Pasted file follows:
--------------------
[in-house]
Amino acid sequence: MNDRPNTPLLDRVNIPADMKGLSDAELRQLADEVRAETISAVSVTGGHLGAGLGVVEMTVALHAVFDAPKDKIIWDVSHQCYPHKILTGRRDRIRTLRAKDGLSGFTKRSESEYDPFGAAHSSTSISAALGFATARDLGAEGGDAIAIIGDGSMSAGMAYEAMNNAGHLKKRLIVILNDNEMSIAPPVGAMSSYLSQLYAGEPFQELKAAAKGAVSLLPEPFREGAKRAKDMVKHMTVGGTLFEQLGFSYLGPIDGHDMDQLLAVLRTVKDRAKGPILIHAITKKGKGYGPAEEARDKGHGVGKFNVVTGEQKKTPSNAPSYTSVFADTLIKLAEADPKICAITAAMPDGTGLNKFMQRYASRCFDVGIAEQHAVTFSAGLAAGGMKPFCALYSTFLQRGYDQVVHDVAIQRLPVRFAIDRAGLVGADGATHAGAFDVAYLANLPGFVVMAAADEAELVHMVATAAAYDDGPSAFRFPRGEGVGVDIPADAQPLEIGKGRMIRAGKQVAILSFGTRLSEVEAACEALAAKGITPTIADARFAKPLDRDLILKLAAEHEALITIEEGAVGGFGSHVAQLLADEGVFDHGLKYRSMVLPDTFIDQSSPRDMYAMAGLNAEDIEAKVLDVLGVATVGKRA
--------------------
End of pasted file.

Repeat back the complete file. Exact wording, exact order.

[in-house]
Amino acid sequence: MNDRPNTPLLDRVNIPADMKGLSDAELRQLADEVRAETISAVSVTGGHLGAGLGVVEMTVALHAVFDAPKDKIIWDVSHQCYPHKILTGRRDRIRTLRAKDGLSGFTKRSESEYDPFGAAHSSTSISAALGFATARDLGAEGGDAIAIIGDGSMSAGMAYEAMNNAGHLKKRLIVILNDNEMSIAPPVGAMSSYLSQLYAGEPFQELKAAAKGAVSLLPEPFREGAKRAKDMVKHMTVGGTLFEQLGFSYLGPIDGHDMDQLLAVLRTVKDRAKGPILIHAITKKGKGYGPAEEARDKGHGVGKFNVVTGEQKKTPSNAPSYTSVFADTLIKLAEADPKICAITAAMPDGTGLNKFMQRYASRCFDVGIAEQHAVTFSAGLAAGGMKPFCALYSTFLQRGYDQVVHDVAIQRLPVRFAIDRAGLVGADGATHAGAFDVAYLANLPGFVVMAAADEAELVHMVATAAAYDDGPSAFRFPRGEGVGVDIPADAQPLEIGKGRMIRAGKQVAILSFGTRLSEVEAACEALAAKGITPTIADARFAKPLDRDLILKLAAEHEALITIEEGAVGGFGSHVAQLLADEGVFDHGLKYRSMVLPDTFIDQSSPRDMYAMAGLNAEDIEAKVLDVLGVATVGKRA